Last week, I stumbled into this very retro calculator watch from artist Nathan Bird of the wonderful site HahaBird. I don’t know why I want this watch so much. It doesn’t tell time. I don’t know how to use an abacus, and I don’t generally like things dangling from my wrist. Yet, somehow, it’s just nerdy enough that I want to clasp it to my arm and wave it in front of anyone who was ever on a math team (full disclosure: I was on the math team). Nathan’s got an instructional on his site here, if you’d like to make a similar abacus watch for yourself. But ever since seeing the post, I’ve been wanting to look up more facts about calculator watches. Here’s a little of what I found: 

1. No One Trusted Calculators

Retrocalcuator

It may seem strange today, but digital calculators had to earn the public's trust. When the first Japanese pocket calculators debuted in a big way, people were so skeptical of the tiny machines' accuracy that Sharp Electronics bolted an abacus to the calculators so that users could check their work. The site Retrocalculators shows four different models that were produced up until 1985. 

2. The First Calculator Watches Were Sold At Tiffany…

Crazy Watches

The first Pulsar calculator watches debuted in 1975. They were solid gold and retailed for $3950 (nearly $18,000 in today’s money; tuition at Harvard was $3740 a year back then). But you couldn’t just pop over to a local Radio Shack to pick up a watch. According to the New York Times, the limited edition of 100 watches were only available at Tiffany, Nieman-Marcus and Marshall Field. 

3. … and Every Watch Came with a Free Pen!

Pocket Watch Show

Like an early stylus, the first editions came with a pocket pen to help those with clumsy fingers navigate the keypad. The pens also functioned to help note down answers since the early calculators didn’t have memory keys and could only read 6 digits across. 

4. The Circuit Boards Were Gorgeous

Crazy Watches

The folks at Crazy Watches took a peek inside the Pulsar 901 to reveal this beautiful circuitry (h/t Medium). The watch matches the Steve Jobs ideal of making sure that even the parts you don’t see are still aesthetically pleasing. 

5. Math for the People

It didn’t take long for the company to churn out an “economy” version. For $400 (just $2000 in today’s cash) you could pick up a steel version of the same calculator. By the early 1980s, the competition had driven down prices on cheaper models to under $20.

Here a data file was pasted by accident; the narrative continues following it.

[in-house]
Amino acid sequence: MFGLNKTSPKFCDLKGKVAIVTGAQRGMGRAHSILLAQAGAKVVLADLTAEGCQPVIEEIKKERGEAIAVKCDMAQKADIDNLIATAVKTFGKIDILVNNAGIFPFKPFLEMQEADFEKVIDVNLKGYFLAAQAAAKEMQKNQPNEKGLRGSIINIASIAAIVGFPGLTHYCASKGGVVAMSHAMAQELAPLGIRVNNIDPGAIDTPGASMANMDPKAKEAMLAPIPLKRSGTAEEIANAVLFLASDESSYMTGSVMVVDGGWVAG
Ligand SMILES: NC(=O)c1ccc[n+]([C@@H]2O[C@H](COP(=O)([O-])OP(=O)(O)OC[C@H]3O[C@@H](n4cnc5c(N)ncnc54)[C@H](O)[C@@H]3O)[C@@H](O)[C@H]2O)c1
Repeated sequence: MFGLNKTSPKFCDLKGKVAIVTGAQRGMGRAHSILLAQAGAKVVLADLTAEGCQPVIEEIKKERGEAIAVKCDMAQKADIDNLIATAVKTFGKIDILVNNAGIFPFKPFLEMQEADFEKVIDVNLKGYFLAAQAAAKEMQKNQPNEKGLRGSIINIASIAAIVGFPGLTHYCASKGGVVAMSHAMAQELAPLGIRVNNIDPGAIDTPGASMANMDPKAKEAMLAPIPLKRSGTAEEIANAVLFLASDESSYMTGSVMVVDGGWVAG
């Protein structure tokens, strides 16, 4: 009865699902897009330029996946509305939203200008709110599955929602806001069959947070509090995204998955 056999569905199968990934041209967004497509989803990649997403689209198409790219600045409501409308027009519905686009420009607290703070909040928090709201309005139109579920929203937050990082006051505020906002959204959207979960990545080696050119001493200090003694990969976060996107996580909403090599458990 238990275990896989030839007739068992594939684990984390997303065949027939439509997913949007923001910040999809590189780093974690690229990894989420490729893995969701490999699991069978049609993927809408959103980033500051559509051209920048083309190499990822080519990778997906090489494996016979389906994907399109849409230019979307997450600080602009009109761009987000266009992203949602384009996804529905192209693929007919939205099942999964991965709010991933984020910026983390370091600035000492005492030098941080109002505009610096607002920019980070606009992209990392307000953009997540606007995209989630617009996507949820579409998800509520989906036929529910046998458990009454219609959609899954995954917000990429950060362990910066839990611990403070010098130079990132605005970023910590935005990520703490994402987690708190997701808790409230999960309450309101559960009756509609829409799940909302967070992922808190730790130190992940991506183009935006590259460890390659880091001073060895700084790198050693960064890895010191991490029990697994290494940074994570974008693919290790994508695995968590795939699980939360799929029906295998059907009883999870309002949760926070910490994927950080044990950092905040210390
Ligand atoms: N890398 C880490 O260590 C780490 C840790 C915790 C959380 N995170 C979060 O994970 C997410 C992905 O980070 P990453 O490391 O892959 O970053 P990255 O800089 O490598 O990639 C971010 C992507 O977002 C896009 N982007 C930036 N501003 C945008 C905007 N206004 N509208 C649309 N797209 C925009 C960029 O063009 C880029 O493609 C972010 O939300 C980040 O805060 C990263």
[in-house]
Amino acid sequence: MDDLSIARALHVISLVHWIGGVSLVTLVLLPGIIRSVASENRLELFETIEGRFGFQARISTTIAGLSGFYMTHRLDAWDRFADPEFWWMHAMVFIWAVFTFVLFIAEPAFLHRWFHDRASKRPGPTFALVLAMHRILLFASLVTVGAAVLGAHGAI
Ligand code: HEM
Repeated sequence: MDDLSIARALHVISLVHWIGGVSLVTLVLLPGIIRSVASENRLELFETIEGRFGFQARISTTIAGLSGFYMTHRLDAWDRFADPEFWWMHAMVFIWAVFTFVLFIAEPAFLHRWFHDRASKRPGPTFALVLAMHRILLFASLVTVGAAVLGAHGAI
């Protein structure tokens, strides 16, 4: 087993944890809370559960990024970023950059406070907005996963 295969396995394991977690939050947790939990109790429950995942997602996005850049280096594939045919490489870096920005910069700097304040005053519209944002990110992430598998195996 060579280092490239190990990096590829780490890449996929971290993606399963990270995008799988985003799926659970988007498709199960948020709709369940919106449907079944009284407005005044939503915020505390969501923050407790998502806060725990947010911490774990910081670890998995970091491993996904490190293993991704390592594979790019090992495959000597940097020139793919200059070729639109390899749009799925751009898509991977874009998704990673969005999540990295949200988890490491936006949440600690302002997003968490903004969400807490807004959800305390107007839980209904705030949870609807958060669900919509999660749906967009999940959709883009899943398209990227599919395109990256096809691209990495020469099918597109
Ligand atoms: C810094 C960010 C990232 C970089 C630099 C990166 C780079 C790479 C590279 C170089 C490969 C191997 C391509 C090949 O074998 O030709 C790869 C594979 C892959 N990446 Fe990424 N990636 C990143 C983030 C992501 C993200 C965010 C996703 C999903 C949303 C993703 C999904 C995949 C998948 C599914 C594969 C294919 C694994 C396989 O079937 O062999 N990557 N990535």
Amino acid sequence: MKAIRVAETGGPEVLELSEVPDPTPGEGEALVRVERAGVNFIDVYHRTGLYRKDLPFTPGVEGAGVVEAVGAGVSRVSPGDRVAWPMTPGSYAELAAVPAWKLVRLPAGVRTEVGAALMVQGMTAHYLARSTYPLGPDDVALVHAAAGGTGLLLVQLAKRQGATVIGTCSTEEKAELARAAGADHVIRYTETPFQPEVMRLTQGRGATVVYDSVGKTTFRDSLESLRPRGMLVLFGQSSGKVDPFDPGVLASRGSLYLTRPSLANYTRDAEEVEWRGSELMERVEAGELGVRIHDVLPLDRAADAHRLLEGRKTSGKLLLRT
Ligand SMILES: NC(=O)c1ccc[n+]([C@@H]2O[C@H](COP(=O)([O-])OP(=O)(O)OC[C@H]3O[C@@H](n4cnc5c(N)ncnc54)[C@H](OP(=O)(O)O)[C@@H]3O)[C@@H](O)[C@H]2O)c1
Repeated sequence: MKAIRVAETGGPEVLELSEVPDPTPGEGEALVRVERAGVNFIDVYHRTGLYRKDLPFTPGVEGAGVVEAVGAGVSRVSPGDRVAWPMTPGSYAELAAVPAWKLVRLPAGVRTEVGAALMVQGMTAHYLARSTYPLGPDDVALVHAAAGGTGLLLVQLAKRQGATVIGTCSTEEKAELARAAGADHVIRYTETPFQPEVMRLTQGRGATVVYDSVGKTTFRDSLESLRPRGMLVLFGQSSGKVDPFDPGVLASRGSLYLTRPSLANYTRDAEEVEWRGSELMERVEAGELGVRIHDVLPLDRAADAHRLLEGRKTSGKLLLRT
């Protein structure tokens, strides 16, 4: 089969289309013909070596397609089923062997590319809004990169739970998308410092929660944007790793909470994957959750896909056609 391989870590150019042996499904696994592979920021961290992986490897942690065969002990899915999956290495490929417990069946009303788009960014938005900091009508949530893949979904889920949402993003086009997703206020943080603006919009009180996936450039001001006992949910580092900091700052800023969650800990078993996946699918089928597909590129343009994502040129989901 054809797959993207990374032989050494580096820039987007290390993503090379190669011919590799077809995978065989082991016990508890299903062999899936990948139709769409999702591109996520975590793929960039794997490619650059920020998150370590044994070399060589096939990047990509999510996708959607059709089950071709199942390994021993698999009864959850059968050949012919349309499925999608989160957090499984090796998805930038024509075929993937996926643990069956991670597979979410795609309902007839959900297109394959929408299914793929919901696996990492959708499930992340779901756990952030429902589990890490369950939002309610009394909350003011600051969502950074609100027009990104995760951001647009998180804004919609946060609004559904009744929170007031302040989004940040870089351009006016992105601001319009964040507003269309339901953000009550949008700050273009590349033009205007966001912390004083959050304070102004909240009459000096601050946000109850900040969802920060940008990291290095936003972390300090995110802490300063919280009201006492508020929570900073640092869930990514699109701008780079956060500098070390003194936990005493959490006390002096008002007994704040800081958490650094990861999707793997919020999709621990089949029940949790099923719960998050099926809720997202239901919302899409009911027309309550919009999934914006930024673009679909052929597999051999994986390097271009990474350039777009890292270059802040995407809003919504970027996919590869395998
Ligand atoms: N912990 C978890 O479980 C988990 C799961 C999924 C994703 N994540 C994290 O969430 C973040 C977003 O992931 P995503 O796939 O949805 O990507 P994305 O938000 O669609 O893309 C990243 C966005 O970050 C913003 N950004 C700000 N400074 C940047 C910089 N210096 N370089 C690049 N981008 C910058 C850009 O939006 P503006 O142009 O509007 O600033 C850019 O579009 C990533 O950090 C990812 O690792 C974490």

6. A Watch for Closet Nerds

Casio Ad, 1985

Casio soon figured out how to add all sorts of features to the basic calculator watch. For people who didn’t want to look like the sort of people who need a calculator on their wrist at all times, Casio introduced an “invisible” feature in 1985, where users could swipe numbers and symbols across the watch face with their fingers. Answers would display in the subtle band above the standard watch face. For those who were more comfortable with their Atari-loving selves, the company added a “Space Invader Game” to complement calendar and alarm functions. 

7. It’s One Thing that Sting and Michael J. Fox Could Agree On

I don’t know what else belongs on the Venn diagram where their interests overlap, but in the 1980s, both idols sported calculator watches proudly. 

8. This Might Be the Best One

Pocket Watch Show

With 41 buttons around the watch face and all your trigonometric needs fulfilled (there are sin and cos buttons!), this Citizen Quartz watch is probably my favorite old timey calculator watch. Well, other than the abacus watch above. 

For a whole lot more on the history and evolution of calculator watches, be sure to check out this wonderful Medium story. And for a stunning gallery of Nerd Watches, be sure to poke around the Pocket Calculator Show and Crazy Watches collections.